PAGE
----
Type1 mom “diabetes happened for a reason” community timesjournal.com signs of a concussion pupils

The Lions Club of Jackson and T1d Connection would like for you to meet The Newkirk Family; Michael and Kristin live just outside of Jackson, with their two daughters Kate, four, and Klaire, who will be two this month. Michael works for Kenworth and Kristin is a Family Nurse Practitioner who practices for Adena Health Systems Endocrinology Department. This busy family juggles full-time jobs along with their two active toddlers. They have several pets in their “zoo”. They love spending time in the backyard, Ohio State, the beach, and all things Disney. Kristin says She’s not rushing time but is looking forward to their children participating in 4-H and the county fair.

When Kristin was 11 years old, her parents noticed her having extreme thirst, frequent urination, and rapid weight loss.


A visit to her pediatrician at Adena in Chillicothe brought about the diagnosis of Type1 diabetes. She was admitted to the Pediatric floor where she and her parents were educated about juvenile diabetes. The treatment available at that time were much less user friendly 19 years ago than they are today.

Kristin is an experienced historian and has first-hand knowledge of how far treatment has come. Insulin was discovered LESS than 100 years ago. Glucose monitoring has come so far as well. We now have insulin pumps and continuous glucose monitors; and a lot of new advances in the “artificial pancreas technology” meaning the pumps and CGMs work together to titrate insulin with much less input and thought from the patient. Kristin’s favorite advancement would be Dexcom — a continuous glucose monitor that tests glucose every five minutes meaning many less finger sticks throughout the day.

As a child Kristin attended diabetes camp, the camp environment has a huge role in psychosocial development of diabetic kids (or any child with a chronic disease). All campers are diabetic as well as most of the staff, and even some of the medical staff. She says that she is still incredibly close with many of those she went to camp with. She cites that it’s so nice to have someone to text or call who totally understands the roller coaster of diabetes. When her schedule allows, she loves going back to Camp Hamwi through the Central Ohio Diabetic Association to volunteer. The camp has two sessions at the end of July/first of August each year). She urges every type1 child to go to camp.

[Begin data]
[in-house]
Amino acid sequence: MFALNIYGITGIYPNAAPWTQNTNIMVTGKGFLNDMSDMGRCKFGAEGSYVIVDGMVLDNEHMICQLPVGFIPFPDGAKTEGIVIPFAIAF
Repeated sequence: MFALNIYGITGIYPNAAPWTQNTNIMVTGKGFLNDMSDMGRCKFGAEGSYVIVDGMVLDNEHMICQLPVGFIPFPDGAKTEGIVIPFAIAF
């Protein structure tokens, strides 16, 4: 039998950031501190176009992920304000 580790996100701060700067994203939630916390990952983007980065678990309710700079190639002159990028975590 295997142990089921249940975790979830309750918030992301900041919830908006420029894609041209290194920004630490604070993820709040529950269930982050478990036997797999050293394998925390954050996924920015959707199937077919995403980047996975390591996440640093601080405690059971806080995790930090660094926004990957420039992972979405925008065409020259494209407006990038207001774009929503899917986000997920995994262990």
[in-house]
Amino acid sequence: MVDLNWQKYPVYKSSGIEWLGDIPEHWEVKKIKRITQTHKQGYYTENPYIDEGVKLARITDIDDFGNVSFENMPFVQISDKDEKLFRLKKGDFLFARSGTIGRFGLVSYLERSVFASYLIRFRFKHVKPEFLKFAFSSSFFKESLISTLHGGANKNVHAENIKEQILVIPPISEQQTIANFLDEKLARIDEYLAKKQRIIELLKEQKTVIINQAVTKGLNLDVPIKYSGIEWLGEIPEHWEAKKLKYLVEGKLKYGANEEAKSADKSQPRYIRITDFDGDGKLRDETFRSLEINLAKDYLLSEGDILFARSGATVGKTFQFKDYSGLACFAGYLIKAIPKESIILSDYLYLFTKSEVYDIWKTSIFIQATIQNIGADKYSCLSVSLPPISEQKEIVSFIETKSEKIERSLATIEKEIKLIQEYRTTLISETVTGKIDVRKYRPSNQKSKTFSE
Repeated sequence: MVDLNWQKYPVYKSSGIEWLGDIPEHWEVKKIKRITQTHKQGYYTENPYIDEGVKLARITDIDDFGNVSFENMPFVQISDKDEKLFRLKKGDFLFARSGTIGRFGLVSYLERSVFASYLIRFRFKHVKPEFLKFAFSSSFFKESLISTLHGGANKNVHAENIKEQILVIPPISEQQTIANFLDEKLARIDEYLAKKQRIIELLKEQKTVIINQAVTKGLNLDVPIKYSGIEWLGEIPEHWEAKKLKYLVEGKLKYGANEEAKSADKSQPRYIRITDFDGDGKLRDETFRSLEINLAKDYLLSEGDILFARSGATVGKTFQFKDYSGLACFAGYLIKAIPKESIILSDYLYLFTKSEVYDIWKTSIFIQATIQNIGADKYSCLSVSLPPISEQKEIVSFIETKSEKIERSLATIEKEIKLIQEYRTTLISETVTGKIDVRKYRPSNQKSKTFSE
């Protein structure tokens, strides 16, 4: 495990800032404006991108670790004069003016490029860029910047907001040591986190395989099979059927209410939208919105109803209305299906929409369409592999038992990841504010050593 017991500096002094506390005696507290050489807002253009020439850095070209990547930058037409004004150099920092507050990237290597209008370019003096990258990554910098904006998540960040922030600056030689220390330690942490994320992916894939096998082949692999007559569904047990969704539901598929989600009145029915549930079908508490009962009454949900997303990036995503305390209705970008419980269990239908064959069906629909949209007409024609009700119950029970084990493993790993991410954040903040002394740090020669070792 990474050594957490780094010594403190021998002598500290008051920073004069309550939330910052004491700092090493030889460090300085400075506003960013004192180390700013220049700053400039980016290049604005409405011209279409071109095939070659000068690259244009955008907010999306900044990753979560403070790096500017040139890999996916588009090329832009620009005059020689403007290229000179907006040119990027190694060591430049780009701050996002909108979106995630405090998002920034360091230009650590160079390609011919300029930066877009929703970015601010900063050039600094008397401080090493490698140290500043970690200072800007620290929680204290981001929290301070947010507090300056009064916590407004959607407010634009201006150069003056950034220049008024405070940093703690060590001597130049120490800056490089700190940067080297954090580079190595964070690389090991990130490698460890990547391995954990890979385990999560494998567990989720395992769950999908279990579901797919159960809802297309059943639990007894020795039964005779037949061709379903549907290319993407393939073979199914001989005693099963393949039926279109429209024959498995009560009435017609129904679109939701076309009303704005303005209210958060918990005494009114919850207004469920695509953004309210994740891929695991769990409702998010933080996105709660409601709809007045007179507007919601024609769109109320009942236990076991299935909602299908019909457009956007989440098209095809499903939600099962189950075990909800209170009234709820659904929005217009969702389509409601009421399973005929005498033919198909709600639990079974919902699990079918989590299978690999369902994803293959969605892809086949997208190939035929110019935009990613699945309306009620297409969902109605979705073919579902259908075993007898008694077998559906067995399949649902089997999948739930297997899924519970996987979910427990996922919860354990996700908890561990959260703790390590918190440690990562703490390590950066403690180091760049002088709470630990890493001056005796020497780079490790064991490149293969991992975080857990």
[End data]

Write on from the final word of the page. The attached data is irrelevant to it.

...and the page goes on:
Kristin’s initial career goal was to be a diabetes education nurse, however, her cousin talked her into going straight for her masters degree to be a NP. After a couple of different NP positions she was offered a position at Adena, which is where she was born, and diagnosed. She now works regularly with the same diabetes educators who treated her during her initial diagnosis period until now. She says “I truly have my dream job; I think my diabetes happened for a reason”.

Kristin chose to deliver at OSU due to potential complications. Her oldest had a long NICU stay for both diabetes- and non-diabetes-related issues; her second daughter had absolutely no issues following delivery. Both are perfectly healthy now.

Many Type1 moms are concerned about their own children developing Type1. Kristin has written many papers over the years on Type1, and the current statistics are that if dad is Type1, there is a higher risk for the children to develop Type1 than if mom has Type1. Also, there is a higher risk if one sibling is diagnosed that the others may also become diabetic. She has witnessed both of these scenarios through her work and camp.

Currently, although the symptoms and diagnosis of Type1 are much more widely known and research has brought about better insulins and technology that make living with diabetes much easier, there is no cure or prevention for Type1 (Juvenile) Diabetes.

You can help families who live with Type1 diabetes by participating in the Jackson Lions Strides/Jackson T1D Connection-Outrun Type 1 5K this coming Sat., May 5 at Manpower Park. ALL go proceeds to JDRF for diabetes research. To register, go online to tristateracer.com, click on the calendar at the top of the page, select the month of May, and scroll down to choose Outrun Type 1 5K. Entry forms can also be picked up at Sport-About and Iron City Barbell. You can run, walk, or donate. The Newkirk Family and others like theirs will appreciate it.